I believe in icicles that form along the rooftops and fence posts on a snow driven day in New England coasts that spill out glimpses of red-finned birds in bushes that mark life in the frosted sills of my memory.
And in the music that fills the air from choirs of angels perched on steps of churches and front porches of homes performing Christmas carols for steamy cups of cocoa laden with marshmallow wishes of good tidings to one another.
I believe in peppermint scented lips and chocolate tongues after snow sled races down slopes of hills beside homes opened to visitors for the day of home schooling in the aftermaths of snowflakes racing to win the victory of laughter and peace that breaks the silence of nightfall only to awaken to a wintry delight.
And in saucers spinning down mounds so frothy in the stillness of white, pristine and given as gifts in the pictures of youth with snowmen built of carrot noses and cheeks of apples shining in the wintry air but warmed through scarves given as protection to shield the sun from melting snow and ice that drifts in and out on silent afternoons.
I believe in glimpses of New England coasts from boats taken out for frolics and laughter for a ten-year old, unexpected surprise birthday present from a cousin who prefers teenagers to all others.
And in bathing suits cut for sandy bottoms and prickly feet trodden along shell driven shores, looking for that perfect formation washed-up from summer thunder storms in high tides rising and trickling back in pools of water given to small sea creatures whose tracks are left to my imagination.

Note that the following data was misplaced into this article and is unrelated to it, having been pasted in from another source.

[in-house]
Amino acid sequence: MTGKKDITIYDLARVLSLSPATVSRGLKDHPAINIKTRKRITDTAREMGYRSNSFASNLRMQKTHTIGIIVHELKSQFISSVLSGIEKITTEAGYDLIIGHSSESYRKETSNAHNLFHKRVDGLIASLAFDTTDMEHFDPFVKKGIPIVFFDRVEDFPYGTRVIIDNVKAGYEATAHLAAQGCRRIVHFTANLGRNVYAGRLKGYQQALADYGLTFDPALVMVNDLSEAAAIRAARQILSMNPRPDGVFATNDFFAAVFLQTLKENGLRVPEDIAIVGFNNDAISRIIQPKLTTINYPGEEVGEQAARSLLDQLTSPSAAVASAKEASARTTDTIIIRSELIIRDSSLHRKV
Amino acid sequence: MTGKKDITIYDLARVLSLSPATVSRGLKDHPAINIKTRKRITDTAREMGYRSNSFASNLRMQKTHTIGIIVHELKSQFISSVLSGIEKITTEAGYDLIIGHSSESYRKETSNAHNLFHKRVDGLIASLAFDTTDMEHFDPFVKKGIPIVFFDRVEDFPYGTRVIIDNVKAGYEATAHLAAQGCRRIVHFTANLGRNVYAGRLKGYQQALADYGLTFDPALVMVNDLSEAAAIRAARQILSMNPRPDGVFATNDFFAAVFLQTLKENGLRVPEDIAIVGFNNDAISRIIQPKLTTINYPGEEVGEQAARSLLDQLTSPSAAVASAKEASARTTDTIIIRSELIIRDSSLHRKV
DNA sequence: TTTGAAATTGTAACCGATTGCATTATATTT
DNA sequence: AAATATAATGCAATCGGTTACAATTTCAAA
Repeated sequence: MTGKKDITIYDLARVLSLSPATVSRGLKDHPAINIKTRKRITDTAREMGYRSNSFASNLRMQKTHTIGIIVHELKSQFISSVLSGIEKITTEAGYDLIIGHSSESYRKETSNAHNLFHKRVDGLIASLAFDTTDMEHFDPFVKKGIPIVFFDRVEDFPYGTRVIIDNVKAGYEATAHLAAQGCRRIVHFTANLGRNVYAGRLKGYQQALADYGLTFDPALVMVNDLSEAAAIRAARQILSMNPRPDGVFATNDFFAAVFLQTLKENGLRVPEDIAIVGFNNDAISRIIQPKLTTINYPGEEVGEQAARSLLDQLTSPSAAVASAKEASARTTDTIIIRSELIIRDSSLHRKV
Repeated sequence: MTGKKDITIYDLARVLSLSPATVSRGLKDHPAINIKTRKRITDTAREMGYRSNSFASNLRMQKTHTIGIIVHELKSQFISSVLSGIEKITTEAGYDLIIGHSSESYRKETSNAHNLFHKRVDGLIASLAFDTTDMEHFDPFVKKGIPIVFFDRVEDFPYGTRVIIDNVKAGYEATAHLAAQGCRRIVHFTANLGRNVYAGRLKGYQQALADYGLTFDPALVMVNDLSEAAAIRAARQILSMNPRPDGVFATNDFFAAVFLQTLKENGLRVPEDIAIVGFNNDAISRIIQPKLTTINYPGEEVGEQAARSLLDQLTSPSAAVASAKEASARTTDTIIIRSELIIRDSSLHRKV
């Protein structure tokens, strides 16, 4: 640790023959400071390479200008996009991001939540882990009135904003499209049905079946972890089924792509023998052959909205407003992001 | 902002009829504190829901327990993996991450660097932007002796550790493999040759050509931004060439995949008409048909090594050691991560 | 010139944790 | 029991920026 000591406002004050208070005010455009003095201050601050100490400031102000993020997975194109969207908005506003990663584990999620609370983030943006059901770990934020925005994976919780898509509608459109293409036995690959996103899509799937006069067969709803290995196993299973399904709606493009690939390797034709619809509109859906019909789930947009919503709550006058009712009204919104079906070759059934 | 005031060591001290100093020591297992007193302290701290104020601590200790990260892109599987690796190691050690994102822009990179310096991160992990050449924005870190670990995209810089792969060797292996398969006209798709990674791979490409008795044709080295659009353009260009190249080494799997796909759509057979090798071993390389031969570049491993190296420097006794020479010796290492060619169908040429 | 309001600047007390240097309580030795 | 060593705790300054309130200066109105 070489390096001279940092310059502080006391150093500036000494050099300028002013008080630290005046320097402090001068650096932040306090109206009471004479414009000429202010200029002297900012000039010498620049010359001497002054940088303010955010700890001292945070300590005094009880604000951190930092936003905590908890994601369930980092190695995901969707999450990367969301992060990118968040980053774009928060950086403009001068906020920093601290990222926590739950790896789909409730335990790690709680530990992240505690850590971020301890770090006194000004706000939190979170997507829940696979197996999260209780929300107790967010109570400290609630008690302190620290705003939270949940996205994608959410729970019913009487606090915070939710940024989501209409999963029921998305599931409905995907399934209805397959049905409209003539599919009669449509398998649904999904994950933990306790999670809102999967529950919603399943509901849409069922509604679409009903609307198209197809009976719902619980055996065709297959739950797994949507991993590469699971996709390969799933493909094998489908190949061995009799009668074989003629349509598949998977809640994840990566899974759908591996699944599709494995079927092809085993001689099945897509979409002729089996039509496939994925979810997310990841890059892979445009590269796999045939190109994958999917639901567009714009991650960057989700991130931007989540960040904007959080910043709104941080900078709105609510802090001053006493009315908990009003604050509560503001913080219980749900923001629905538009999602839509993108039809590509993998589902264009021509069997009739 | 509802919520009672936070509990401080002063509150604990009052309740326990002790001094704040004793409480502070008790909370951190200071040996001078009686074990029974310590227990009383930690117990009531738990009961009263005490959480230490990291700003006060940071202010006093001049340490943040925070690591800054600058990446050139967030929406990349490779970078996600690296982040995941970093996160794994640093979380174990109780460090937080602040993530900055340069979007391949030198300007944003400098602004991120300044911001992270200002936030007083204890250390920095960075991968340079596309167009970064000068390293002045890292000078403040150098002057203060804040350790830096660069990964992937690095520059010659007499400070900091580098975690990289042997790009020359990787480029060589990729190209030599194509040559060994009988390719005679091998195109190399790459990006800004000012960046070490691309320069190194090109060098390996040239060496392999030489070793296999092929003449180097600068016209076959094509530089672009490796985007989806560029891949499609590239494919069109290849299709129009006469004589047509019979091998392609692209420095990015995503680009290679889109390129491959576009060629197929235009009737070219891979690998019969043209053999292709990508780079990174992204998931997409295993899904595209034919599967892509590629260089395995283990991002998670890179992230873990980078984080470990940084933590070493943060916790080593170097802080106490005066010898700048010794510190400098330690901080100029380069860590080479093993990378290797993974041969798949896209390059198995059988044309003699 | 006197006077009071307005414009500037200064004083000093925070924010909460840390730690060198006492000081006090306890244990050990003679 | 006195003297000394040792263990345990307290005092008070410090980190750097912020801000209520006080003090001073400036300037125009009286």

I believe in station wagons with fins of silver and leather seats of turquoise and green with sister and brothers lined-up for pictures from a Brownie camera held up by my mother ready to go to the seashore.
And in youth and bell bottoms wider than the waist wearing them in prints usually saved for curtain and drapes but made into a pattern of flower power and in afterthoughts from after proms on dates in sweet sixteen suites and dresses freely spinning round and flouncing about on dance floors shimmering from helixes above lit of light cut from a ball spinning in a circle.
I believe in camps of day on sandy coasts in shades from heat that summer suns reflect upon the ocean fronts meant for wealthy youth who afford the cost but given to those of a different choice as I gain the wealth of charity.
And in two-piece bathing suites brand new and colorful bought for a birthday not of hand-me-downs but never used and chosen for a brand new season of swimming and camp, feeling proud to own one’s own clothes not tossed down to others less fortunate.
But most of all I believe in the miracle of innocence and of youth that we are given as precious moments to remember as wisdom when age sets in to witness the children’s comings and goings down slopes of imagination enraptured in everyday adventures to be recaptured through the seeds and joy of one’s family.
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